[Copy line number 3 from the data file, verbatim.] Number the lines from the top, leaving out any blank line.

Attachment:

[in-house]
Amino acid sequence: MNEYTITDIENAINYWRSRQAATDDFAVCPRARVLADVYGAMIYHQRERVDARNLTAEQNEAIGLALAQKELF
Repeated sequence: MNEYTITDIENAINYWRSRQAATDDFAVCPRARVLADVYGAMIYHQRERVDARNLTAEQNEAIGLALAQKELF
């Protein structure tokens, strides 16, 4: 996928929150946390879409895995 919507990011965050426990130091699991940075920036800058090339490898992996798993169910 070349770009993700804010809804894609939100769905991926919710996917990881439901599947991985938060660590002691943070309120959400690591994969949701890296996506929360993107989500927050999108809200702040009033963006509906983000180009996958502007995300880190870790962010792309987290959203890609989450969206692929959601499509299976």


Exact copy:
Repeated sequence: MNEYTITDIENAINYWRSRQAATDDFAVCPRARVLADVYGAMIYHQRERVDARNLTAEQNEAIGLALAQKELF